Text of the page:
The State of Journalism and Media: The Results Are In!
The media landscape is constantly evolving, and the pandemic sparked even more evolution. Muck Rack’s The State of Journalism and Cision’s Global State of the Media studies surveyed thousands of journalists across the globe to get a sense of what’s changed, including reporters’ biggest challenges and how PR pros can break through the clutter.
Muck Rack’s survey in particular examined social media, news consumption, reporting and media relations, and we’ve rounded up the key takeaways below.
- 58% of journalists go to online newspapers and magazines for their news.
- 76% of journalists find that Twitter is the most valuable social network.
- 70% of journalists believe a story is more shareable when connected to a trending story or topic.
- Over 60% of journalists agreed that the way most companies share information is outdated.
- 25% of journalists said that the number one reason behind rejection of otherwise relevant pitches was bad timing compared to other years where the majority voted lack of personalization.
- 43% of journalists receive 1– 5 pitches on a regular business day, with 75% of journalists saying a quarter to one-half of the stories they publish originate from pitches.
These figures reflect what we’ve seen in this past year’s news with most articles centered around COVID-19 and journalists receiving multiple pitches on an average business day. This underscores the importance of knowing what journalists are looking for to make your pitches stand out.
What to Expect in 2021
Last year made an indelible mark on newsrooms around the world. To gain deeper insights into today’s media landscape, Cision’s survey looked at a range of topics from factors changing the way journalists work and the types of stories they want, to how public relations pros can build stronger relationships with the media to get coverage.
Since the pandemic began, the infinite number of crises has the public and journalists alike hungry for positive news. In 2021, journalists are not only looking for new angles for COVID-19 coverage but also “feel good” stories centered on getting back to normal and how businesses, communities and technologies are helping others. Additionally, one-third of journalists are looking for stories on furthering diversity, equity and inclusion across communities and more research-based, thought leadership content.
How Journalists Can Work with Public Relations Pros
According to Cision, 47% of journalists cover five or more beats with nearly the same amount, filing seven or more stories per week. Nearly 70% of journalists say that only a quarter (or less) of the pitches they receive are relevant to their audiences. Journalists don’t have time to chase down stories, so it’s important to give them all the information they need upfront to take the burden off them and increase the likelihood they will cover your story.
While 48% of journalists are satisfied with the public relations pros they work with, 14% aren’t as impressed. Here are seven ways public relations pros can be better partners with the media and foster mutually beneficial relationships for both sides.
Do your homework.
Before you reach out to journalists, do your research to make sure your pitch makes sense for their audience.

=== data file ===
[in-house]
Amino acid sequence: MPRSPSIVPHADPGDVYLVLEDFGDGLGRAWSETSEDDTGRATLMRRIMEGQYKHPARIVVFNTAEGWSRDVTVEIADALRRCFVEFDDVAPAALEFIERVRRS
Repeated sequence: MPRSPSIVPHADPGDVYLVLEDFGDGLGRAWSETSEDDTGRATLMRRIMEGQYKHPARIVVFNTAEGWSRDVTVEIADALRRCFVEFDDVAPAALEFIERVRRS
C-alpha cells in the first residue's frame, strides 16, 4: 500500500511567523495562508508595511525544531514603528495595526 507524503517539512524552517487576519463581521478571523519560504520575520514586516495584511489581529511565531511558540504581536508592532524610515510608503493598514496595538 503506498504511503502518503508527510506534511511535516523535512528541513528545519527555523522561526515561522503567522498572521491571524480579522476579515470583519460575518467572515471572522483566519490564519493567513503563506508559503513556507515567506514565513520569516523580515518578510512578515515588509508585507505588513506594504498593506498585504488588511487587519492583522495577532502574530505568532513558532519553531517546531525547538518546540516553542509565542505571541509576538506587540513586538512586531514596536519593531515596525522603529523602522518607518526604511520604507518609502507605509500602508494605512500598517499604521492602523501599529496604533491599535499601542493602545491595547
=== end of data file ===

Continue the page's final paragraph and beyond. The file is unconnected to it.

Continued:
Be a trend spotter.
Does your story tie into what’s happening in the world? Set up alerts and use monitoring tools to stay ahead of news and emerging trends to ensure you’re developing timely narratives.
Time it right.
In both surveys, a majority of journalists cited Monday as their favorite day to receive pitches.
Give them time before following up.
Wait two or three days, maybe even longer, before following up. This gives reporters plenty of time to look over a pitch.
Over one-third of journalists would like to see a list of stories you have planned out in advance. One in four journalists plan their stories a week ahead and 18% plan a month ahead.
Provide multimedia elements that bring your story to life. This can include images, videos, infographics and social media posts. More than one in five journalists said they wish PR pros would include multimedia assets in their press releases.
Give them what they want (what they really, really want).
Nearly 80% of journalists noted that they want news announcements and press releases, which is also the source of content they noted as being the most useful. Other types of content include original research reports, invitations to events and initial ideas for story development.
Other things to keep in mind:
- 68% of journalists prefer to receive pitches between 5AM and 12PM EST.
- 91% of journalists prefer pitches under 200 words.
- If you are contacting more than one reporter from the same outlet, be upfront about it and consider emailing them all together.
- Most journalists are looking for pitches that will generate the most traffic, so ask yourself, “Would my story make people pause when scrolling through their social feeds?”
- Always deliver on what you promise.
- Make sure reporters have your cell number so they can quickly reach you.
- Be careful on who you choose as an “expert source.” Provide the most informed sources, rather than spokespeople.
The media landscape will continue to evolve and with it, journalists’ needs and expectations. The key for PR pros is to be mindful of the challenges driving the media, stay on top of emerging trends and provide data-driven, multimedia stories to make journalists’ jobs a little easier.